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SmartProtection
Contributor II
Contributor II

Calculate average elapsed time

Hi everybody, have been tasked with a KPI that I can't seem to figure out, so we'll see if anyone can give ideas. 

To keep it very simple, my company sends out queries to the internet, and clients hire us to do this for their products and present them with the results we collect. 

Depending on the service level contracted, we have to send out queries at least 1x every 24 hours, 1x every 12 hrs, 1x every 6 hrs, 1x every hr, etc. My boss wants me to calculate a KPI that would be the average time elapsed between each query sent out. From there I could place filters to segment by client, product, service, etc. 

We have a table, queries_executed, that includes a column which registers the time that each query was sent out. Is there a possible way to calculate the time difference for each of the executed queries in chronological order, and then calculate the average of these time differences? 

As an alternative, I have been able to calcule the avg. number of queries sent out per week/day/hr., but my boss is determined to have a timestamp KPI representing the average time difference between executed queries, to ensure that we are meeting the agreed-upon service levels  for each client, which is sending out a query once every x hrs (depending on service level contracted). 

 

Including some of the relevant column headers in the Queries_Executed table: 

 

- query_execution_id (generates 1 unique id for each query that is generated)

- query_executed_time (timestamp)

- query_id (this is the id of the phrase used in the query, which can be executed more than 1 time)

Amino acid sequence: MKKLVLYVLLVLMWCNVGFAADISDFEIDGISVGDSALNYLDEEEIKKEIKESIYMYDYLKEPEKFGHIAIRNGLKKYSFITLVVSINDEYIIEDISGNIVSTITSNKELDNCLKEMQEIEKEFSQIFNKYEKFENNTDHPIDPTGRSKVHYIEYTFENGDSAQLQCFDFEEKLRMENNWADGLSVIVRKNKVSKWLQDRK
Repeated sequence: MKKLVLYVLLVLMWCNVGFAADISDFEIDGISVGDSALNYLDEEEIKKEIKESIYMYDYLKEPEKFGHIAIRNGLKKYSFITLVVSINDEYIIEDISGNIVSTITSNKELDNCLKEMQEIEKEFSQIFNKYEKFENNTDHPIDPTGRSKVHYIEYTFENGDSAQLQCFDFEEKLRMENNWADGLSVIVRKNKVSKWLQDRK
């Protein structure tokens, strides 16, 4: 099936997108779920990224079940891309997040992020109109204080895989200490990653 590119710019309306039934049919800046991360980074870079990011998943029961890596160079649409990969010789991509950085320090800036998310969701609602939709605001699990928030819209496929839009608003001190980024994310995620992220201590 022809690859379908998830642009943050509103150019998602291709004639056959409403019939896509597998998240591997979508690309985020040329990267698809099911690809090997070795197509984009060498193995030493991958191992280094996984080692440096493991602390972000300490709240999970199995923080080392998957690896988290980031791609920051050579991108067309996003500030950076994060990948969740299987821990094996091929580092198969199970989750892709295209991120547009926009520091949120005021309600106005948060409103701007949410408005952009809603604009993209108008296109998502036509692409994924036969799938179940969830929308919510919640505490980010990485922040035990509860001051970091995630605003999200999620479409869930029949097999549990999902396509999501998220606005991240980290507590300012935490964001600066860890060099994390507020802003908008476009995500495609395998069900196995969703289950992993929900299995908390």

- network 

-client_id

-product_id

-number_results_collected

 

Any feedback or ideas to get me on the right track would be greatly appreciated! Thanks!

 

 

 

1 Solution

Accepted Solutions
edwin
Specialist III
Specialist III

depending on volume:

1. you can loop through your data (as you said) in chronological order and use the peek function to get the previous time stamp

2. if the volume is large add a rownumber to each record (order by timestamp), then inner join to itself rownumber-1 and the timestamp, this way you have in one record the current rownumber, the current timestamp of that row, the timestamp of prior row (rownumber-1), you can now get the difference/interval

View solution in original post

4 Replies
edwin
Specialist III
Specialist III

depending on volume:

1. you can loop through your data (as you said) in chronological order and use the peek function to get the previous time stamp

2. if the volume is large add a rownumber to each record (order by timestamp), then inner join to itself rownumber-1 and the timestamp, this way you have in one record the current rownumber, the current timestamp of that row, the timestamp of prior row (rownumber-1), you can now get the difference/interval

View solution in original post

edwin
Specialist III
Specialist III

obviously, the first row will drop off (as there will be no row 0 to join with).  if you need that row, do a left join

SmartProtection
Contributor II
Contributor II
Author

Thanks! The peek function worked. I have the flat rate for all overall queries, however it doesn't work when I apply filters (such as client, week, product, etc.) - the equation continues calculating the time difference between the query executed immediately before, regardless of the filters applied. 

I'm happy with having at least the overall flat rate, but if you have any ideas regarding the filters, I'd be happy to hear you out. Thanks!

edwin
Specialist III
Specialist III

both will work but be warned that the solution using peek function is slower and may not be feasible for large volume.  glad it helped and yw.